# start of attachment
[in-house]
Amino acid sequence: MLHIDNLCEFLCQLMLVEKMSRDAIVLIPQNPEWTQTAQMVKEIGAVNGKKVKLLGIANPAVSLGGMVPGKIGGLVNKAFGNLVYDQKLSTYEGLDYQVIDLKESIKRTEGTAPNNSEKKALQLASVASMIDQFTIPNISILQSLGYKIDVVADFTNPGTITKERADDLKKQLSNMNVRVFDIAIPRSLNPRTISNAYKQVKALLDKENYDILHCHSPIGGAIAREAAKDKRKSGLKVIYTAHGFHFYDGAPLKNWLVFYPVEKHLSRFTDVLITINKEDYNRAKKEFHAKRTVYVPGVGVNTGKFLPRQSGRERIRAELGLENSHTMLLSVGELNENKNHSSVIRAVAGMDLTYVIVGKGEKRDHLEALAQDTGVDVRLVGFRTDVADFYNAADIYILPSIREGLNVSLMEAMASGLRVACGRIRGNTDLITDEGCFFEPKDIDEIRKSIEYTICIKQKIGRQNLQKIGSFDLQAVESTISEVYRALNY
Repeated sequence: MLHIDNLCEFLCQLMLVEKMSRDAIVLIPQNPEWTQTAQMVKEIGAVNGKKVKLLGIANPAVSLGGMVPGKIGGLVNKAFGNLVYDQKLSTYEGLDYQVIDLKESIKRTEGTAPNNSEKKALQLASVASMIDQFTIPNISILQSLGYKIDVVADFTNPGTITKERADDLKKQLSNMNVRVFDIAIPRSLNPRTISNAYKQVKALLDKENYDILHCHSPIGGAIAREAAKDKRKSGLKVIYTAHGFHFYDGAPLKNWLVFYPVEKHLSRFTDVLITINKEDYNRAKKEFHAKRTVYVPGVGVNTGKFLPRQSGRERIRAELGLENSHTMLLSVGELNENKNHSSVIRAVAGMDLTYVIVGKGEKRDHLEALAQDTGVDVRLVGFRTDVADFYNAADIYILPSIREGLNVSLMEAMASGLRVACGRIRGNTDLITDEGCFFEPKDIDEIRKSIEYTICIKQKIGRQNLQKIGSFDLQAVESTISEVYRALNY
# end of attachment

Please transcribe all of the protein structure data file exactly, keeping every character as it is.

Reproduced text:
[in-house]
Amino acid sequence: MLHIDNLCEFLCQLMLVEKMSRDAIVLIPQNPEWTQTAQMVKEIGAVNGKKVKLLGIANPAVSLGGMVPGKIGGLVNKAFGNLVYDQKLSTYEGLDYQVIDLKESIKRTEGTAPNNSEKKALQLASVASMIDQFTIPNISILQSLGYKIDVVADFTNPGTITKERADDLKKQLSNMNVRVFDIAIPRSLNPRTISNAYKQVKALLDKENYDILHCHSPIGGAIAREAAKDKRKSGLKVIYTAHGFHFYDGAPLKNWLVFYPVEKHLSRFTDVLITINKEDYNRAKKEFHAKRTVYVPGVGVNTGKFLPRQSGRERIRAELGLENSHTMLLSVGELNENKNHSSVIRAVAGMDLTYVIVGKGEKRDHLEALAQDTGVDVRLVGFRTDVADFYNAADIYILPSIREGLNVSLMEAMASGLRVACGRIRGNTDLITDEGCFFEPKDIDEIRKSIEYTICIKQKIGRQNLQKIGSFDLQAVESTISEVYRALNY
Repeated sequence: MLHIDNLCEFLCQLMLVEKMSRDAIVLIPQNPEWTQTAQMVKEIGAVNGKKVKLLGIANPAVSLGGMVPGKIGGLVNKAFGNLVYDQKLSTYEGLDYQVIDLKESIKRTEGTAPNNSEKKALQLASVASMIDQFTIPNISILQSLGYKIDVVADFTNPGTITKERADDLKKQLSNMNVRVFDIAIPRSLNPRTISNAYKQVKALLDKENYDILHCHSPIGGAIAREAAKDKRKSGLKVIYTAHGFHFYDGAPLKNWLVFYPVEKHLSRFTDVLITINKEDYNRAKKEFHAKRTVYVPGVGVNTGKFLPRQSGRERIRAELGLENSHTMLLSVGELNENKNHSSVIRAVAGMDLTYVIVGKGEKRDHLEALAQDTGVDVRLVGFRTDVADFYNAADIYILPSIREGLNVSLMEAMASGLRVACGRIRGNTDLITDEGCFFEPKDIDEIRKSIEYTICIKQKIGRQNLQKIGSFDLQAVESTISEVYRALNY